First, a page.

Two planetary orbs hover in a haze, one before the other, with a something void between them.

High Plains

Ranging in mediums from exposures on gelatin silver photo paper, to reclaimed wood lath constructions, and layered painting and drawing on canvas, these three artists use unique vocabularies to compose reflections of individual experience.

Four pieces displayed in a gallery space, including a single painting hanging on a white wall on the left; a sculpture displayed on a white stand, center frame; and two paintings hanging to the right of the sculpture in the background, also on a white wall. The piece on the left is a large blue painting with textured, horizontal stripes on canvas with a stripe of grey populating the bottom right corner. The sculpture in the middle is a white cement figure resembling a puzzle piece, with both jagged and rounded edges, a hole in the middle and four blue stripes going out from it. The paintings on the right are the same size and close together. One displays a large cream circle, partly out of frame, a pink circle within it and a shadow of the cream circle on a pink background. The other has a pink circle near the center, the same size as the other, with a dark stripe to the left of it, all against a background of the same color pink.

Johansson Projects: Community Garden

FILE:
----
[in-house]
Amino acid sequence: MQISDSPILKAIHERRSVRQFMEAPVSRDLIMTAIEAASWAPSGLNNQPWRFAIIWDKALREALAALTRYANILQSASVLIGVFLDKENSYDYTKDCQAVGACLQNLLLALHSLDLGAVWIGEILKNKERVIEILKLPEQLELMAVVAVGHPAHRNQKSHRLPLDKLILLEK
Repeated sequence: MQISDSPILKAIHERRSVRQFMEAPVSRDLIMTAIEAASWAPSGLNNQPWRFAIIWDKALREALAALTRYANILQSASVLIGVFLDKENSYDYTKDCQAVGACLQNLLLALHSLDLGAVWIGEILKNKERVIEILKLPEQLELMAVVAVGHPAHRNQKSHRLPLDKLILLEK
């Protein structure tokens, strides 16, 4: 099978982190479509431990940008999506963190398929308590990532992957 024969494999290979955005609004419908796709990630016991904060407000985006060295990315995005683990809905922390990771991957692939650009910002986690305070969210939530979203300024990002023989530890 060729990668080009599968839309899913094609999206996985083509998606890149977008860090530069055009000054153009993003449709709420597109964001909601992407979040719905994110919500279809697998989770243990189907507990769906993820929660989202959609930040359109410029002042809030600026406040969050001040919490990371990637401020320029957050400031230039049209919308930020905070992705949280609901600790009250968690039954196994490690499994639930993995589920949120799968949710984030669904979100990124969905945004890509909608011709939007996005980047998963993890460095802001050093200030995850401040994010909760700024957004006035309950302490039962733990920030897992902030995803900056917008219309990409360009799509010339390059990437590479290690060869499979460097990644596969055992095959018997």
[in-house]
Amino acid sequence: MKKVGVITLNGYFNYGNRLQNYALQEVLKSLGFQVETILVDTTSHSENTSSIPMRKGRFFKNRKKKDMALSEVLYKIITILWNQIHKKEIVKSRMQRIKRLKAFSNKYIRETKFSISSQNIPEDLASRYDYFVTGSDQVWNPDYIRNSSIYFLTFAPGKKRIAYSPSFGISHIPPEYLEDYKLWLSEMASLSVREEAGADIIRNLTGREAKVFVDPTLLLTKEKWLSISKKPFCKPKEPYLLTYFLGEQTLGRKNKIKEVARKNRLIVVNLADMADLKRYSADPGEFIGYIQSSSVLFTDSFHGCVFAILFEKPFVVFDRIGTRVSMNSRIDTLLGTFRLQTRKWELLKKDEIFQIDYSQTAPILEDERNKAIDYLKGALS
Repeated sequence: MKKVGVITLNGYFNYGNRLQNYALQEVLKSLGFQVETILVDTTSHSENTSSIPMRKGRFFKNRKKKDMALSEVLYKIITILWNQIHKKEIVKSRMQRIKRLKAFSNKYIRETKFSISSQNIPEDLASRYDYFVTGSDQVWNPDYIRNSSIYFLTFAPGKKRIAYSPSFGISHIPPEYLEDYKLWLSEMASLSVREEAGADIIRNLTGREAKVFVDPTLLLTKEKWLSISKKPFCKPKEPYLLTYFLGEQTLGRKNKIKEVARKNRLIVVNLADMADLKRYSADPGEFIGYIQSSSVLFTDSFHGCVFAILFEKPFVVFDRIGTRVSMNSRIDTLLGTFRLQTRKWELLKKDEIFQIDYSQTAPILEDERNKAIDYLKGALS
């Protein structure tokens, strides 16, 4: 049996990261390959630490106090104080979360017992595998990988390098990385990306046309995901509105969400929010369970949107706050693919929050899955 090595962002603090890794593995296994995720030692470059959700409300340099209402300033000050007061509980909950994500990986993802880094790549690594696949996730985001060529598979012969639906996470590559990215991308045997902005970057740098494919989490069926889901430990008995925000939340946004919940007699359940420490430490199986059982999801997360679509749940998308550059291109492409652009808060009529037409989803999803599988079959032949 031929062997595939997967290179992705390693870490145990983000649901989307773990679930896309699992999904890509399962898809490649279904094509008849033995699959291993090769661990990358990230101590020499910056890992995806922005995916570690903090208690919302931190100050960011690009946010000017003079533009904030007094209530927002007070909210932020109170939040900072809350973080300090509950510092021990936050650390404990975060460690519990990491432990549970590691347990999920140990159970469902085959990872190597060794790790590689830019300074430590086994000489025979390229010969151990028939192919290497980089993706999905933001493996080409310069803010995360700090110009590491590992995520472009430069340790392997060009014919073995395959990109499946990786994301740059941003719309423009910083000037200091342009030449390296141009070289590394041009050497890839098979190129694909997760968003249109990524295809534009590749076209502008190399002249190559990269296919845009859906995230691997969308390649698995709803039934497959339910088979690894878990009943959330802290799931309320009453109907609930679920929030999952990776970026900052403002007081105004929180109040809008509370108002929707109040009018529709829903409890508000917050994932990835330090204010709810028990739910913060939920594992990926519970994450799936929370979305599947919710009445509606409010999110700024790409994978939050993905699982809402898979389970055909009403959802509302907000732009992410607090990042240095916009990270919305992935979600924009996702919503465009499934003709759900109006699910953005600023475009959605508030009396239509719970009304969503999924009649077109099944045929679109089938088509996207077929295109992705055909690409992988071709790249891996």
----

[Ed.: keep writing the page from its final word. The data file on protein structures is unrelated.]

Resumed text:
At a time when it feels like the light is finally breaking through the darkness, Community Garden — a group exhibition of seven artists — cultivates an abundance of connections. Using a variety of methods, the artists achieve a naturalism that aesthetically binds their work together into a single gesture, allowing us glimpses and sensations of the open spaces where we once walked freely, and will soon return.

An installation image of a sculpture by Christina Corfield. Cut out maquettes of a horse with a western saddle, small black shrubs, a small green bush, a sign that reads “Pony Express Trail 1860–1861,” and a smokey cloud with a hand reaching down toward the horse, all crowd in the corner of a room.

Dreams and Diversions: Images of America

Presenting new work by Hampton Boyer, Sophie Treppendahl and Christina Corfield, this virtual exhibition investigates how images of times and places in the past can act as shorthand for more complex concepts like “home” or “nation.”